Let’s do a spreadsheet.

So I built an Excel file and we created five “profiles” that were single, 30 year olds who: had not finished high school; had a high school diploma; some college; graduated college;  and completed grad school.

Based on those profiles, Katie got to pick her job, her housing and what she wanted to spend money on. Some expenses were mandatory – groceries, utilities, rent, taxes and a car – but some were choices and we talked those through. Everything from choosing to buy health insurance to getting a pet to contributing to savings and retirement to donating to a charity. I have loaded a copy of the spreadsheet here if you want to play with it.

It was an eye-opening experience. The immediate effect was she no longer leaves the lights on. All my years of telling her to “get PG&E out of my pocket” never made sense until now. She didn’t realize we paid for a landline phone (in addition to a cell phone) or that the Internet cost money or that she had to pay for health insurance. She didn’t know pets were expensive, that you had to save for a rainy day, that apartment renting required deposits that you might not get back and that taxes were on income, not just sales. Holy cow.

So now, when we watch Undercover Boss, the show takes on an additional meaning. She really understands the opportunities and limitations of jobs. And while she’s always been sure she was going to college, now she really understands why. And the opportunity it creates.

Home School POV: to use the spreadsheet, download it and then clear out the cells starting with housing. Then put your kid to work. Katie used Craigslist to shop for a place to live. We used our existing bills to estimate utilities. We also used the web for car payments. A few I helped her guess. We had a good discussion about charity and when it’s appropriate to take care of yourself first and when to start sharing. Have fun! Tell us how it goes! (Want more? There’s even a blog about the MBA lessons learned from the show.)

Note to TV Producers: Don’t be afraid to create curriculum to go with your television shows! There’s so much more that could be attached to programs like this that would help kids understand more about working, rules, unions, management, education, etc.

*The next episode was on Hooters and I began to get worried. I don’t have a lot of respect for the chain based on their marketing angle. But low and behold, the show actually embraced the controversy and dealt with it. Fascinating and right on!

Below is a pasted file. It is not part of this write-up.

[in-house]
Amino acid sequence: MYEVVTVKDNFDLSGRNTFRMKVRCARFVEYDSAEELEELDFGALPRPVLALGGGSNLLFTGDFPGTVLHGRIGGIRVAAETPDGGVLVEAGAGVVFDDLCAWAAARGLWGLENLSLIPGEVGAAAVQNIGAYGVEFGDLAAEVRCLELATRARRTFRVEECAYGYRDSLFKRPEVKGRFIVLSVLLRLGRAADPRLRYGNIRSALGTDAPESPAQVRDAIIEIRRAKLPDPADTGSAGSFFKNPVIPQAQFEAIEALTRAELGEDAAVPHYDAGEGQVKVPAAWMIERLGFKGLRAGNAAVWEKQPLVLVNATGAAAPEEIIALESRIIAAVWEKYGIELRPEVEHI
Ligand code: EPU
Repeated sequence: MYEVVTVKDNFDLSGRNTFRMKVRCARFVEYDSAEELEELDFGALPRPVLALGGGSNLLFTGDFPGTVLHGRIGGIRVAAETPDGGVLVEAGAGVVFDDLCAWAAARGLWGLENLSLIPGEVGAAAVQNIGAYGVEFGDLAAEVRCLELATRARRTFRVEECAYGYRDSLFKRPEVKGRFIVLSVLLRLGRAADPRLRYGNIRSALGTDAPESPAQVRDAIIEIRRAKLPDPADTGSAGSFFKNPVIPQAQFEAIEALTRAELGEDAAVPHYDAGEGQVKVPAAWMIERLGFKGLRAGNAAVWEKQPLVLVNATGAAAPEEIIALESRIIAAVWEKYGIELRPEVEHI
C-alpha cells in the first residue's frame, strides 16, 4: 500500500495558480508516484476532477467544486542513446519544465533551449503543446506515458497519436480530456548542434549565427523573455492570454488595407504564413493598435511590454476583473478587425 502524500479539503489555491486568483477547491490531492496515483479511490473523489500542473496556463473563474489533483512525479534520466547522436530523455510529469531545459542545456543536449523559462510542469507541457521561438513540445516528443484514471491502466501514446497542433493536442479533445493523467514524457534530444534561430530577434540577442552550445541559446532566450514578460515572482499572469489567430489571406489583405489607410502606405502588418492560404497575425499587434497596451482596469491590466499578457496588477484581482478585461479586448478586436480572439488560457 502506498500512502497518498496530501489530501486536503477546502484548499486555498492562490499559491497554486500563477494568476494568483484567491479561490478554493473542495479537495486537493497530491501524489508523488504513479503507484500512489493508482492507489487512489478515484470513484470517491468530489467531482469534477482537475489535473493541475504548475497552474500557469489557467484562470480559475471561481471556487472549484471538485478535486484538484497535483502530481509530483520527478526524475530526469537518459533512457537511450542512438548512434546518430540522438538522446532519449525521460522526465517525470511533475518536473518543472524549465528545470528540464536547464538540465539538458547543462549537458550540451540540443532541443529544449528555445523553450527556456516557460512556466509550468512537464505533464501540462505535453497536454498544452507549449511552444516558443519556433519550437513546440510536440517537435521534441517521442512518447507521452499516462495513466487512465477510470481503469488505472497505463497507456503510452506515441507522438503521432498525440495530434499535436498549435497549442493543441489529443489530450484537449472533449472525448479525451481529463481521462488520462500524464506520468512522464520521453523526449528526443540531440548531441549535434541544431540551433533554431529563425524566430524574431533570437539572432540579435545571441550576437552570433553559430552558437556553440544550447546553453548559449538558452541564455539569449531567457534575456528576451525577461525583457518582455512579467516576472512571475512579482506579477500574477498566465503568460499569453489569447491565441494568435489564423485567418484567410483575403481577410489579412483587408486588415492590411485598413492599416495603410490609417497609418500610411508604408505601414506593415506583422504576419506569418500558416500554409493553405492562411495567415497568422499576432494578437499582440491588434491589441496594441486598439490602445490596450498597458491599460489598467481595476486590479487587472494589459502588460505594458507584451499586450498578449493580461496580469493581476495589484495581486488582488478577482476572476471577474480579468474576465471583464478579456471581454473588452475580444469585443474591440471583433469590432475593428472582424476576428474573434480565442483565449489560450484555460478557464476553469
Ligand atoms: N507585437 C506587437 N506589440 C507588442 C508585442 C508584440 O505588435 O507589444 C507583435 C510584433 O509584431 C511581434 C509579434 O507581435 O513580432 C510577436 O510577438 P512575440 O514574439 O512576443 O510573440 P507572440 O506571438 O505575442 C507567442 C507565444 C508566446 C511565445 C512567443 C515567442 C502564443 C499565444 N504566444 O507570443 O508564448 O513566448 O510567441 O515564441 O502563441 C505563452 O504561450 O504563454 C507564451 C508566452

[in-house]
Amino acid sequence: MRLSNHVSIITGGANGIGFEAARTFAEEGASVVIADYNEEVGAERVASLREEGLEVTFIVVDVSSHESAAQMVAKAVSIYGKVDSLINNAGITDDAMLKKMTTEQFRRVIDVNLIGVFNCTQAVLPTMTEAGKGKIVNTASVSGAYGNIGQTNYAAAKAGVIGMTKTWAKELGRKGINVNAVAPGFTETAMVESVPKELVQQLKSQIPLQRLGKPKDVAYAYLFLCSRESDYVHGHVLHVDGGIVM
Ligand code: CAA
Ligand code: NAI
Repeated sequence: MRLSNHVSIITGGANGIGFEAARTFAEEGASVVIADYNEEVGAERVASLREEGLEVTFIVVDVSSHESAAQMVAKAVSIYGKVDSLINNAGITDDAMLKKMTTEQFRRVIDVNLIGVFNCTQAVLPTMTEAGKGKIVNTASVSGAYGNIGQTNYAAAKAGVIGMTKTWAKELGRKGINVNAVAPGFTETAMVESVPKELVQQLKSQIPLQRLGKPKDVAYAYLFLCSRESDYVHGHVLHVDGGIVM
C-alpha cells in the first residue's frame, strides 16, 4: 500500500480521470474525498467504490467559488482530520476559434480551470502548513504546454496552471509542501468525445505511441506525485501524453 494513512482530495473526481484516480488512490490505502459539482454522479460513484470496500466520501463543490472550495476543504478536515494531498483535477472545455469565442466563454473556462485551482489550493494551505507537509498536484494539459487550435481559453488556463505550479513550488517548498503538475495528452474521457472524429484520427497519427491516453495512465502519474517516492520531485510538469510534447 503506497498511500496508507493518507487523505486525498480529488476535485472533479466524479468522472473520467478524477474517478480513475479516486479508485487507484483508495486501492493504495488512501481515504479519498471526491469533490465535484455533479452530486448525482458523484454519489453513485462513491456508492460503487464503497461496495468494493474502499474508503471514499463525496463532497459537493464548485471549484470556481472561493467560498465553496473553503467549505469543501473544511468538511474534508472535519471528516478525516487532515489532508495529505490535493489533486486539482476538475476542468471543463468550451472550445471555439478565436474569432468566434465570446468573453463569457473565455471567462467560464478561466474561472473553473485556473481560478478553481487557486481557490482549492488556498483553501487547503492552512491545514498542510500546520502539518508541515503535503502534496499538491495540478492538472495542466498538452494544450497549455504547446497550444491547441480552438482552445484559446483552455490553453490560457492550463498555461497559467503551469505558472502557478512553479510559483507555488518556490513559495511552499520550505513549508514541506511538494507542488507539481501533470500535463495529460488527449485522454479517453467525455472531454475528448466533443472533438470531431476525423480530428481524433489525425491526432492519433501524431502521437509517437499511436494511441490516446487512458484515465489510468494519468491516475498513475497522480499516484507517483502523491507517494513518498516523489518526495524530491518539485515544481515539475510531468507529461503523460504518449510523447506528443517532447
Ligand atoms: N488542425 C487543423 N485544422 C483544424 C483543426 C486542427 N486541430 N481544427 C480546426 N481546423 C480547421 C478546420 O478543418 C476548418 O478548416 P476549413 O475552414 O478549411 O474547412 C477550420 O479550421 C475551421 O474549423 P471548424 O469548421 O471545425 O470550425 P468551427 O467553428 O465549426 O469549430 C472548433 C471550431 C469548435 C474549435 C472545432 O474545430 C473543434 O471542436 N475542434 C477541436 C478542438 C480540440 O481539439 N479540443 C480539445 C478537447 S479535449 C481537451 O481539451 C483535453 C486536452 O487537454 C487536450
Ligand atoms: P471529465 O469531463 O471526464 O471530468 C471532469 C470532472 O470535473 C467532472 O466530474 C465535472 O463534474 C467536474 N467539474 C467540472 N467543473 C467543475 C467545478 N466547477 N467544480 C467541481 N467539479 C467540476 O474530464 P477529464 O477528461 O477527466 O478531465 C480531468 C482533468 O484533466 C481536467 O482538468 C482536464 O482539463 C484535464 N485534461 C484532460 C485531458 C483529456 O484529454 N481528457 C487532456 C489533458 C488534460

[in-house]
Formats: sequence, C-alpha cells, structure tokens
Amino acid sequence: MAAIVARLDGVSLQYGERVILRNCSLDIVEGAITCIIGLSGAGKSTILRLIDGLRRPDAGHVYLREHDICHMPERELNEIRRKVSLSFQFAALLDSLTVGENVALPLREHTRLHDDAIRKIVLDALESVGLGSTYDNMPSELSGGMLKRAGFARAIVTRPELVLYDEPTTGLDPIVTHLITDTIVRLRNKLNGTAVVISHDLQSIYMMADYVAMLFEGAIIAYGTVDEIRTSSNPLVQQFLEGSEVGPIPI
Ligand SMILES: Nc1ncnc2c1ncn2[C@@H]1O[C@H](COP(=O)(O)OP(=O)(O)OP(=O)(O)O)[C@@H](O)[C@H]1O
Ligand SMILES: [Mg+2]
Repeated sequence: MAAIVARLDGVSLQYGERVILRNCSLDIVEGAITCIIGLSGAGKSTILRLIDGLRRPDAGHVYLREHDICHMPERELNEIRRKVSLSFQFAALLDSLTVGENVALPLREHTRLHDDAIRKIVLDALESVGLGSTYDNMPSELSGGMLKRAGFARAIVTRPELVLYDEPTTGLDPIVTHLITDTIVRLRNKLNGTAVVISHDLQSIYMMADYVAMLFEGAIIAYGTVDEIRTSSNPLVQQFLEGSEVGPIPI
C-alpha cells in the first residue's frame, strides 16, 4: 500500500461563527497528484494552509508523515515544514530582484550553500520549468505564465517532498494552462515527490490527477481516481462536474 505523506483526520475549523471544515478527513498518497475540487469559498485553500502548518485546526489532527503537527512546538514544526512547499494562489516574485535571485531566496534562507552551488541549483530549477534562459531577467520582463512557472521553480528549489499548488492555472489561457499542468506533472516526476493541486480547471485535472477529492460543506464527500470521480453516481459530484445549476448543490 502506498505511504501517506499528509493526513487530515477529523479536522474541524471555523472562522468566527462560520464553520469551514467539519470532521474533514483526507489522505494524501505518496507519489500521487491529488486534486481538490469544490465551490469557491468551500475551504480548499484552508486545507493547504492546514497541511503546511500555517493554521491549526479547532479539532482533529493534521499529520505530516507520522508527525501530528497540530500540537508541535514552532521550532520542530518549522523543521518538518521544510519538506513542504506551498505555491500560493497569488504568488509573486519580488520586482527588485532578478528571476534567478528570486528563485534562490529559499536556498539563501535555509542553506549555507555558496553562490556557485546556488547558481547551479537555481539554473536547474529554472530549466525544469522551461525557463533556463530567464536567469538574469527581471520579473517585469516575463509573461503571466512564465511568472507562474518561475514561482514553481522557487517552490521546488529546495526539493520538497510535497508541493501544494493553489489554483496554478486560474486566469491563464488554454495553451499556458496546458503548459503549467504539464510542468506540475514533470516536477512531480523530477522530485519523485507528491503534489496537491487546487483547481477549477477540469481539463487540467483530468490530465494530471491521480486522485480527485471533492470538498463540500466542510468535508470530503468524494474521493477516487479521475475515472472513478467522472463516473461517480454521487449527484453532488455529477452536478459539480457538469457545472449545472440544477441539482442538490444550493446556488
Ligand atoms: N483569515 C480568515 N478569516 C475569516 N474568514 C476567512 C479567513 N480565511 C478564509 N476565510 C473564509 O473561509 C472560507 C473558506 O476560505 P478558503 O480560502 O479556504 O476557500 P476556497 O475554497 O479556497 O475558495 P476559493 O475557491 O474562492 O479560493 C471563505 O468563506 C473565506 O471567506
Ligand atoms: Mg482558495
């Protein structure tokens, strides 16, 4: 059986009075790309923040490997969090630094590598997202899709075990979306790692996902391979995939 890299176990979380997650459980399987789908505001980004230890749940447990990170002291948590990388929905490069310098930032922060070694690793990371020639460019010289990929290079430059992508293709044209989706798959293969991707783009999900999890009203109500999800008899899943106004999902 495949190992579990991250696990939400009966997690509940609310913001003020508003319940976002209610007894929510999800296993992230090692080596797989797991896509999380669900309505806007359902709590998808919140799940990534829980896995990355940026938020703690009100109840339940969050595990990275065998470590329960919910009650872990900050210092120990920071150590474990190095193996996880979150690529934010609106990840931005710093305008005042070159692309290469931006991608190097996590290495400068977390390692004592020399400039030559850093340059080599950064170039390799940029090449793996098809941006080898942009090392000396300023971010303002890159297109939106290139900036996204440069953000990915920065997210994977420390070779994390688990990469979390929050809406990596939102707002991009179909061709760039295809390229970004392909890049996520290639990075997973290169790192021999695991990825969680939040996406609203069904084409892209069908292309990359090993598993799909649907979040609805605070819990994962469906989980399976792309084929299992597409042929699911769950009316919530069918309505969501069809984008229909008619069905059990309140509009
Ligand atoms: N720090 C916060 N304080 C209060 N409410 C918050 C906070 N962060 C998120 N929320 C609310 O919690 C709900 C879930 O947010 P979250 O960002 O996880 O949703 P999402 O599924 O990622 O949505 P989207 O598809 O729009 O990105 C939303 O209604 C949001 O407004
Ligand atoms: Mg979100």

Baby Borrowers: TV You Can Watch with the Family

Have you watched The Baby Borrowers yet?

I am not a big one for reality TV, I don’t even watch American Idol. But I had read about the impact this show had when it was done in the UK and I was anxious to see if American television would somehow mess it up.

Good news: I don’t think it did!

I am watching this show with my eight year old daughter and it has already made quite an impression. Okay, she’s clear I want to be a gramma but only if she has a great job, owns a home and is absolutely prepared to be a patient, involved parent. But after watching this show, I am not sure I will get any grandchildren.

It’s a simple premise: five teenage couples who think they are not only ready to play house, but also ready to have kids get to spend three days with a baby. Incredibly brave, generous families have volunteered their children (the kids are uber-supervised) to be the “test” babies for these teenage couples.

The teens have to shop for, bathe, feed, change and entertain their kidlets. One of the teens has to go work during the day while the other stays home. All of them are rapidly brought to their knees as they learn babies really don’t negotiate.

We have the show on TiVo and my poor child has yet to watch one episode without me pausing the show half a dozen times to “discuss” what’s really going on or to validate that it really is that hard. As the show goes on, the teens will get to spend time with toddlers, preteens, teens and then senior citizens. Imagine how overwhelming all this care-taking is on a self-absorbed teenager!

I believe you can watch episodes online and I highly recommend it.

If you have kids, it’s an interesting show to watch together. If you don’t have kids, this may help you make sure you stop by the drug store before your next date. If you get what I mean (wink, wink).